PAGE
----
“If I hear somebody is coming in, and I hear he’s a plumber, I’m thinking, ‘God, he’s not going to be telling the truth”. After hearing Hunter’s remarks on the first day of jury selection, the defense asked for a mistrial, which the judge denied.
Unfortunately, for both Tatum and, later, Hunter, that story told to jurors in good faith, would prove to have negative ramifications for both parties.
In Tatum’s case, during his murder trial in 2014, a key witness that claimed Tatum was at work during the time of the murder, happened to be a plumber. A fact that Judge Hunter could not have predicted would come up during the trial. The prosecution in Tatum’s case alleged that Tatum’s friend and sometimes employer, was lying for his friend to give him an alibi for the murder. Tatum was convicted of the crime and sentenced to 114 years in jail.
In early October, 2016, a split, three-person panel on the 2nd Court of Appeals threw out Tatum’s conviction ruling that Judge Hunter’s negative comments about plumbers during the jury selection, negatively impacted the 6 jurors on the case that heard both Hunter’s remarks, and convicted Tatum of murder. In addition, the fact that she denied granting a mistrial, during jury selection, was also seen as a reason to overturn the conviction. According the panel, Hunter’s comments “interfered with [Tatum’s] constitutional right to a jury trial”.
Tatum remains in custody in the California State Prison, waiting to see if California’s Attorney General asks the Supreme Court to review the decision. If the Supreme Court declines, the LA County District Attorney has the option to retry Tatum.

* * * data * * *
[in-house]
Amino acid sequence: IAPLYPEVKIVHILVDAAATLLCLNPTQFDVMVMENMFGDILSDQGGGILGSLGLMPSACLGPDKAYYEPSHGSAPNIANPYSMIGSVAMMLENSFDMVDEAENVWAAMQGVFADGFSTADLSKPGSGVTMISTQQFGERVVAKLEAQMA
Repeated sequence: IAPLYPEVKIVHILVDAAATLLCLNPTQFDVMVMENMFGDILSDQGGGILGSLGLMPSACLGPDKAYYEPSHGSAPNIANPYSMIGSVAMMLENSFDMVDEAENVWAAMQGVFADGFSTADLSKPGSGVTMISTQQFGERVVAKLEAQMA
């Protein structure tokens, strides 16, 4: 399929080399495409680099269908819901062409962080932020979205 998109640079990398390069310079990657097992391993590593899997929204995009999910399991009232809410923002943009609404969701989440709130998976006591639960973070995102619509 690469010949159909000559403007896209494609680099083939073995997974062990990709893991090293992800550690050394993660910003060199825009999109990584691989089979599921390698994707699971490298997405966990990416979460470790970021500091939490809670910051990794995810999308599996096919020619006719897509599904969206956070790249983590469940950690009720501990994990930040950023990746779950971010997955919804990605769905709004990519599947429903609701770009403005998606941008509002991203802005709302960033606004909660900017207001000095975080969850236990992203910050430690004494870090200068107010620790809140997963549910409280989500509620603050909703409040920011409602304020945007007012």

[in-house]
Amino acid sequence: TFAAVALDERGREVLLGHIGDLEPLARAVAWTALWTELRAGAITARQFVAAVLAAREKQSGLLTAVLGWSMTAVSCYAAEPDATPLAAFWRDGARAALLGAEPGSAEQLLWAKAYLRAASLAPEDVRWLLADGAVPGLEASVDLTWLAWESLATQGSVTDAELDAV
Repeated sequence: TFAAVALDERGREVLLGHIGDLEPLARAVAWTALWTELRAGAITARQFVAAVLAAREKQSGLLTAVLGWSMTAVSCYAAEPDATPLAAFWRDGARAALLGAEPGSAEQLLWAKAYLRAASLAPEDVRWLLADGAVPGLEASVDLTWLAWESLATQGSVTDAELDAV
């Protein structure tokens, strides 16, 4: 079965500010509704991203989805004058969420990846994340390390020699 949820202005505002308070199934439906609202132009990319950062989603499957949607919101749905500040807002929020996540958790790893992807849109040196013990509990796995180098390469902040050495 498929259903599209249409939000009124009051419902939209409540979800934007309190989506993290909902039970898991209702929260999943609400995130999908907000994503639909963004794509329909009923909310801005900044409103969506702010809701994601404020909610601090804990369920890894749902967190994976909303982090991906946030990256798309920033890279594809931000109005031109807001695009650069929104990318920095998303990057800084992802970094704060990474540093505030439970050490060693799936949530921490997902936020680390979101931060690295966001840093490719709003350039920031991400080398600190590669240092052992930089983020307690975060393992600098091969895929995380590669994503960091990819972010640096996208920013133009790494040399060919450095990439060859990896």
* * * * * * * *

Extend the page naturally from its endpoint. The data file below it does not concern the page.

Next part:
Read more about this case in the LA Times.
Mississippi bite mark “expert” continues to testify, despite several challenges and episodes of odd behavior
Back in the 1990’s, Mississippi’s Michael West was considered by some, to be the foremost expert on bite mark identification. That is the ability to “connect” a suspect’s dental records to a bite mark, either on an object (like a piece of cheese) or on a person’s skin. Despite challenges to his technique and expertise throughout the 90’s, he continued to be retained by attorneys in Mississippi and Louisiana.
After testifying in several high profile cases, in early 2012, West was questioned about bite mark analysis on the witness stand and testified that he no longer thought bite mark comparisons to be a scientifically valid discipline, stating, “I no longer believe in bite mark analysis. I don’t think it should be used in court. I think you should use DNA, throw bite marks out.”